Open Babel is an open toolbox for chemistry, designed to speak the many languages of chemical data. It's an open, collaborative project allowing anyone to search, convert, analyze, or store data from molecular modeling, chemistry, solid-state materials, biochemistry, or related areas.

Project: Improve 2D Chemistry Depiction with CoordGenLibs

Brief explanation: Integrate new 2D coordinate depiction using the BSD-licensed CoordGen library and test for fidelity on a range of organic and inorganic molecules.

Expected results: Schrodinger contributed an open source library for accurate 2D depiction, including an expandable library of templates in MAE format. The project should implement the MAE file format to parse the templates, pass off OBMol code to the coordinate generation, and refactor/replace the existing un-maintained code.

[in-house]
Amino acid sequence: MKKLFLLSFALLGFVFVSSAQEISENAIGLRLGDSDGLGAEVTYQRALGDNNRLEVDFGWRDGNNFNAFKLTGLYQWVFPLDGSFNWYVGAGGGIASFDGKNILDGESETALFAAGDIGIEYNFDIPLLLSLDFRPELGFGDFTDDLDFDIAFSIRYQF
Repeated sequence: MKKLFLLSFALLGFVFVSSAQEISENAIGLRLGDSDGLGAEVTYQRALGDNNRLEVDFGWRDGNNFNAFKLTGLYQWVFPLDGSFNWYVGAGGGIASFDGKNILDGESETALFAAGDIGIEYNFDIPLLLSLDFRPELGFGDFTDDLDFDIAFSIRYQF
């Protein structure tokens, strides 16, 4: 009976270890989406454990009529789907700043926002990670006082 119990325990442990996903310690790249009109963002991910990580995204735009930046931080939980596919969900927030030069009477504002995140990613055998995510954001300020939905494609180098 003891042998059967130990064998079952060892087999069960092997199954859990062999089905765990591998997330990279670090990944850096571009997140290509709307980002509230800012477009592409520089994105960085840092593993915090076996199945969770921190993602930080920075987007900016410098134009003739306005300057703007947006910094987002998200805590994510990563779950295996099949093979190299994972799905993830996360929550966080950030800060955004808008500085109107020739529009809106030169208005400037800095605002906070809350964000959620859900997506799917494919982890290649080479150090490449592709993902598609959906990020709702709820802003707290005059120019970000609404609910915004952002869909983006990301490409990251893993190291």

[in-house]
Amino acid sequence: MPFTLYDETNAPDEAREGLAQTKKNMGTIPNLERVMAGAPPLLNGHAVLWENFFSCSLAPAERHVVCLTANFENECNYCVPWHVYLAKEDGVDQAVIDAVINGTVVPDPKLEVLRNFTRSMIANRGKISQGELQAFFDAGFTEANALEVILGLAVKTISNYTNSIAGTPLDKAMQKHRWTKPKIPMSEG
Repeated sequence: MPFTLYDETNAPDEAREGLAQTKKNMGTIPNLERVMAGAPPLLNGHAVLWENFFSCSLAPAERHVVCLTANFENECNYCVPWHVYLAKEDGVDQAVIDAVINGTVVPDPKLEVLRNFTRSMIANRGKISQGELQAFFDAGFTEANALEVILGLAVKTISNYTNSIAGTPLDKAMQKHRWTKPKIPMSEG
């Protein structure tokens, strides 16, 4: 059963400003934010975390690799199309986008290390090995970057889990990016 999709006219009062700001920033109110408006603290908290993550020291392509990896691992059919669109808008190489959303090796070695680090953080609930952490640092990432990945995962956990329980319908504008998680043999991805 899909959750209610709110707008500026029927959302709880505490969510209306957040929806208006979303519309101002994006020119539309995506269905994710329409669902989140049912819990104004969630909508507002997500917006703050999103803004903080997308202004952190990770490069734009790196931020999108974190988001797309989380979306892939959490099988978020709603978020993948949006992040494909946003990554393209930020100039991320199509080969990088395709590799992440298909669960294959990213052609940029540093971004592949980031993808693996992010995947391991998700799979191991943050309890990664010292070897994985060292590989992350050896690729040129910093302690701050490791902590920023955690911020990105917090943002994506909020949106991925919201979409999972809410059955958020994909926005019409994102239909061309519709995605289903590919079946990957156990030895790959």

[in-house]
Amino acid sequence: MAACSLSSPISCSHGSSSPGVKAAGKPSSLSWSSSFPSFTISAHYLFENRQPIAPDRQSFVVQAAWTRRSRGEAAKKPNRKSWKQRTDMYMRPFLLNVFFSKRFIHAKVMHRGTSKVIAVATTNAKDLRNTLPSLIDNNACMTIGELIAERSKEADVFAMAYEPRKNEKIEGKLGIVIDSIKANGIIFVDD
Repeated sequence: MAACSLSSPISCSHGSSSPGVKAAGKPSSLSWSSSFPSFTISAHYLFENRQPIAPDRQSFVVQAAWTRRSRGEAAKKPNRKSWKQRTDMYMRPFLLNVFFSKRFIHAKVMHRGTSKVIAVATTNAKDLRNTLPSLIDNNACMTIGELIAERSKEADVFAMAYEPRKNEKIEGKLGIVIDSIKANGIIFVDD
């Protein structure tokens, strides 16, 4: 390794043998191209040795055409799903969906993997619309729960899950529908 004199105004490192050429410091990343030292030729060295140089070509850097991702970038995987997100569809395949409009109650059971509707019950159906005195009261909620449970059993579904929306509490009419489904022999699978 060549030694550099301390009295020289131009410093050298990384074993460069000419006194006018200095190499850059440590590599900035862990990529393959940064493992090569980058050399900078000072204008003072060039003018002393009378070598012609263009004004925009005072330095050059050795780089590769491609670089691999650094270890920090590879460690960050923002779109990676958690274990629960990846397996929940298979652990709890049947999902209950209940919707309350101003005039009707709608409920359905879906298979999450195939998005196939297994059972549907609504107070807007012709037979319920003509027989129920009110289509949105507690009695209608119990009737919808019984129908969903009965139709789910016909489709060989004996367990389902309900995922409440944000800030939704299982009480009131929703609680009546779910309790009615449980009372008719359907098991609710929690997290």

Mentor: Geoff Hutchison (geoffh at pitt dot edu)

Project: Implement MMTF format

Brief explanation: Implementation of MMTF file format in OpenBabel.

Expected results:' Macromolecular Transmission Format (MMTF) is a new compact binary format to transmit and store biomolecular structural data quickly and accurately ( Your task is to implement support for this format in the OpenBabel open-source cheminformatics toolkit ( Code will be written in C++.

Mentor: Geoff Hutchison (geoffh at pitt dot edu) or David Koes (dkoes at pitt dot edu)

Project: Fast, Efficient Fragment-Based Coordinate Generation

Brief explanation: A critical challenge is generating 3D coordinates for a known molecule. Implement a fragment-based generator to supplement the rule-based algorithm.